This is a very simple picture book depicting the childhood of jazz legend John Coltrane. Kids who like Charlie Parker Played Be Bop will like this book and they make a great pairing. The illustrations are marvelous in this picture book. End notes give more history on his childhood including the tragedy when four of his family members died when he was twelve. [picture book, ages 5 and up]
Jesse Owens: Fastest Man Alive by Carole Boston Weatherford, illustrated by Eric Velasquez
Jesse Owens from Jesse Owens Site
Weatherford captures exactly what Jesse Owens went through, from his childhood to the Berlin Olympics, in detailed free verse poems. That he was the fastest man at the Olympics, defying Hitler’s chance to showcase White Supremacy is well-known. What is less known is that the Berlin crowds cheered for Owen’s four Olympic gold medal performances. And his German opponent in the long jump befriended him. Rising from poverty, it was his track coach, Coach Charlie Riley — a white man — who developed his talent by coaching him in the morning because Jesse worked after school. While Jesse Owens showed that the color of his skin didn’t matter when it came to setting track records, it did affect Owen’s ability to get endorsement deals. This is a great picture book to discuss the relationship between race and sports. Compare Usain Bolt to Jesse Owens, for example, and the opportunities each had post Olympics. [picture book, ages 7 and up]
The Beatitudes: From Slavery to Civil Rights by Carole Boston Weatherford, illustrated by Tim Ladwig
In many ways, The Beatitudes, published in 2010, is an overview of what Carole Boston Weatherford’s books are all about. She focuses in on African American heroes, both well known and little known, and weaves them into a tapestry of larger events in a free verse poem that covers the history of African Americans from slavery to modern times. Throughout this tumultuous journey are African American men and women whose courage and acts marked milestones along the way. Some of the people in this book are now featured in a picture book by her. Perhaps they will all get covered as part of her life’s work. ForBlack History Month, use this picture book to kick it off as an overview or to summarize it at the end of the month. [picture book, ages 8 and up]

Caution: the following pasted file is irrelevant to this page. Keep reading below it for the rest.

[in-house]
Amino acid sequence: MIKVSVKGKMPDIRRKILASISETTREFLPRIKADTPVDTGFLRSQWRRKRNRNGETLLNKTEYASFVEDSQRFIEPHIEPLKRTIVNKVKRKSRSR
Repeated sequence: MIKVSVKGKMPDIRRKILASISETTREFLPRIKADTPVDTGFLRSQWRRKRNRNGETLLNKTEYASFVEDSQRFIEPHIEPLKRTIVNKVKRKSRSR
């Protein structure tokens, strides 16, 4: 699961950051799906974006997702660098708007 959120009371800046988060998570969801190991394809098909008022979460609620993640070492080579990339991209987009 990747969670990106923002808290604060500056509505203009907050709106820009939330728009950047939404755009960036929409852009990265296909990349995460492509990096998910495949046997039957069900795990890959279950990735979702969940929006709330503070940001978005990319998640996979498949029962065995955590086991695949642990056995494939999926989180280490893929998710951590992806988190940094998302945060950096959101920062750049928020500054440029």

Sugar Hill: Harlem’s Historic Neighborhood by Carole Boston Weatherford, illustrated by R. Gregory Christie
Image from Forgotten NY
I feel like Sugar Hill is author Carole Boston Weatherford’s spiritual home. This is a special part of Harlem that is a historic district, home to some of the most famous African-Americans including Duke Ellington, Count Basie, Miles Davis, The Nicolas Brothers, Aaron Douglas, Lena Horne, Paul Robeson, Zora Neal Hurston, W.E.B. DuBois, and Thurgood Marshall. Second generation Sugar Hill inhabitants include Faith Ringgold and Sunny Rollins. The juxtaposition of Sugar Hill’s Who’s Who made for a creative and inspiring environment which nurtured big dreams with role models who ambitions were realized. In rollicking rhymes that burst with energy and color, this picture book celebrates African American success and community of some of the best and brightest that lived there. R. Gregory Christie’s illustrations bring this picture book to glorious and vibrant life. [picture book, ages 5 and up]
I, Matthew Henson, Polar Explorer by Carole Boston Weatherford, illustrated by Eric Velasquez
Matthew Henson, image from Wikipedia
Matthew Henson led a remarkable life, marked by his will to accomplish incredible feats in order to succeed. And it wasn’t easy at the turn of the century for a young black boy to get opportunities to explore the world. A naval officer, Admiral Peary, offered him a position as a manservant for an expedition, and Henson accepted. His contribution went far beyond that of manservant including learning Inuit, handling a dog team, and carrying Peary back alive in the North Pole. Peary’s achievement in reaching the Pole faced controversy and Henson’s role was downplayed by Peary. It was not until 2000 that Matthew Henson’s full contributions were recognized with the National Geographic Society’s Hubbard Medal. Credit-stealing from African Americans, though, was a common theft (see Tiny Stitches for another similar story). [picture book, ages 5 and up]
Racing Against the Odds: The Story of Wendell Scott, Stock Car Racing’s African-American Champion by Carole Boston Weatherford, illustrated by Erik Velasquez
Wendell Scott, image from Wendell Scott Foundation
Ironically, it was running moonshine that made Wendell Scott’s driving prowess well known. Able to outrun every deputy in the county, the police offered up his name to a race promoter looking for a black driver. Scott had a garage and a car that he rebuilt for speed. He was hooked on racing after his first attempt. The races were not always fair; his first NASCAR win was disputed by the judges who claimed he placed third and only announced their correction hours after the race was over. A movie, Greased Lightning, was made about his life, his love of racing, and his achievement as the most successful African-American race car driver. In 1999, he was inducted into the International Motorsports Hall of Fame. [picture book, ages 4 and up]